Tuesday, May 12, 2009

Why Does the Beverage Industry Seem to “Get” Social Marketing? Because It Always Has.

It makes sense.  Wine and food have always been about people sharing an activity with other people.  Wine and food is best experienced with friends.  Even when you’re with people you don’t know, wine and food seems to spark the conversation, lower the firewalls, provide the commonality for a shared experience that, many times, leads to discussion and friendships.

Families have been using the dinner table to re-connect with each other forever.  Sometimes, the supper at the dinner table is the only place or time we get to see the rest of our family.  A home base in our busy lives of work, school, and life.  The dining table was the original social network.

Friends and coworkers get together after work or on the weekends for a drink, time to relax, blow off steam, and catch up.  A glass of wine or beer lifted with friends makes up for all of those thankless interactions we all have during our day.  Whether going out or staying in, it allows us to catch up with our friends and find out how each other are doing.

Local pubs and watering holes were the original Facebook.  A place to reconnect with old friends, make new friends, share what was going on, laugh.  Not much different that the online version, only now your friends can be separated by more distances.  It feels comfortable surrounded by friend.  The the pub in Cheers, every knows your name.

I can imagine Norm from Cheers on Chat.  As soon as he logs on, all of his buddies sending him an IM at the same time that just say “NORM!”  Woody would IM him saying “What’s up Mr. Peterson?” and Norm would respond back with a witty one liner.  Of course, Cliff Clavin would be constantly sending out 140 character tweets of “Little Known Facts”, all taken from Wikipedia (Today’s Guinness Book).

The Beer and Wine community have always depended on relationships as their bread and butter.  Beer comes packaged to share will 5 friends.  A bottle of wine is the perfect size for 4 people; at least to start.  No one wants to drink alone, they want to do it with friends.  And, sharing it with friends builds memories.  Memories are what makes life enjoyable.  Online communities mimic this community.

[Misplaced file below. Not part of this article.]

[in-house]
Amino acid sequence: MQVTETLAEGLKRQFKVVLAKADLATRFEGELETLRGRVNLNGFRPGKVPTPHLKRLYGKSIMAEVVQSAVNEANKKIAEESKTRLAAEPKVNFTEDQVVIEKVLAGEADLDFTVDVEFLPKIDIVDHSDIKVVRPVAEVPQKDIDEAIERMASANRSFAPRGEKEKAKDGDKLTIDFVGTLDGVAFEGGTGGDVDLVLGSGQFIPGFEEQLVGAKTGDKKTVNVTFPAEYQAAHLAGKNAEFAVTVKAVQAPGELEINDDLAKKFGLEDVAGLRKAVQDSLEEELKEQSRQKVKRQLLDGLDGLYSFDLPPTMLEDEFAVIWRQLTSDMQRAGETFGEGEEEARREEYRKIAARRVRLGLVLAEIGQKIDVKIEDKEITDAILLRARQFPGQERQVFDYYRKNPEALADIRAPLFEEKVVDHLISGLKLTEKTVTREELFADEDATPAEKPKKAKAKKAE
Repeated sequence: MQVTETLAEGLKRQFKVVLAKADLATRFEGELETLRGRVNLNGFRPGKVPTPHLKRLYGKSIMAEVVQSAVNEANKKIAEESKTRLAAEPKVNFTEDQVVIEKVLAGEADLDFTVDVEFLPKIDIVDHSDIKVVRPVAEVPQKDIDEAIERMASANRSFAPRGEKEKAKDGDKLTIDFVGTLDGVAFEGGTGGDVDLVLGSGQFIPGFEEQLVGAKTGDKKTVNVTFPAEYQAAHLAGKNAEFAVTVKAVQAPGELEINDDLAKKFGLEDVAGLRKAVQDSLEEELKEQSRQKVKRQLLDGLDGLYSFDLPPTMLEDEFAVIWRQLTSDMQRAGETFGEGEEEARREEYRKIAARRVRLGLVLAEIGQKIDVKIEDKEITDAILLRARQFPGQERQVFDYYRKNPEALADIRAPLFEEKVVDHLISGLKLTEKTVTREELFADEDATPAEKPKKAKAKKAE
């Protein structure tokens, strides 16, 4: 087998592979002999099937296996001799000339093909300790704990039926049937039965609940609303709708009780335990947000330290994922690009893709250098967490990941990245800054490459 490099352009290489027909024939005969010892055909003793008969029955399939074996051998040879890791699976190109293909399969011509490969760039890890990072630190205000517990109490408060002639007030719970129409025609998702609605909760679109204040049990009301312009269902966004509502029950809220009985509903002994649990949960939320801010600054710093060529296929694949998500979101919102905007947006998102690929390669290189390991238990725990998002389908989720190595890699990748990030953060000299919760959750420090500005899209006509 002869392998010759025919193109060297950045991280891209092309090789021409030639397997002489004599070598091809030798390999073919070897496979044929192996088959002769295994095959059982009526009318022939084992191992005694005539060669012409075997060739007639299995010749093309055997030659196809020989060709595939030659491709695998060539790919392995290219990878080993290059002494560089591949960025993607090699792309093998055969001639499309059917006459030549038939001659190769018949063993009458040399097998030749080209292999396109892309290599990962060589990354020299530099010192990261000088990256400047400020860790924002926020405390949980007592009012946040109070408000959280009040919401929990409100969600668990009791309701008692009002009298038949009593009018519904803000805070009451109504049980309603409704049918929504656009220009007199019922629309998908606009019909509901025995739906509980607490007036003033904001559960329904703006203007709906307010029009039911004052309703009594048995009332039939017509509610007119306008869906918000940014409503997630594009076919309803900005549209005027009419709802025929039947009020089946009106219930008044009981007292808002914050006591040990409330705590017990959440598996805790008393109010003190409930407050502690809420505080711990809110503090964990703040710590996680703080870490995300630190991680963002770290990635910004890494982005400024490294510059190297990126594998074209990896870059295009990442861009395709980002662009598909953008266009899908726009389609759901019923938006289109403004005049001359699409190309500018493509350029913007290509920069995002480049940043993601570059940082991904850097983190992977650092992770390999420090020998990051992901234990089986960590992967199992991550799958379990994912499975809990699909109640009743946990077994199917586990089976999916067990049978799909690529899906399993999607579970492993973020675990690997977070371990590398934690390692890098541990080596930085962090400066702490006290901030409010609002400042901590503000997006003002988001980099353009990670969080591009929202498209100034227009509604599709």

There might be other factors that has helped the beverage industry in general, and the wine industry in particular to click with the technology based social media.  The proximity of California’s wine country to Silicon Valley has permitted a large cross pollination of resources and people to flow back and forth between high tech, net savvy people and wineries.  It is obvious that the social media connected wineries are heavily dominated by those close ties to Silicon Valley.  Napa and Sonoma is very well represented.

Another contributing factor is probably the economy.  The cost of entry to social networking is very low.  Although, to be successful, a business needs to invest quite a bit of time, fostering relationships and maintaining their online presence.  That is a hidden cost of Social Networking.  Where a business, in the past, may have taken out an add, or bought some airtime, Social Networking requires a social commitment.  These are not just customers, they are friends, followers and buddies.

Welcome to the world of Hospitality 2.0.

No comments: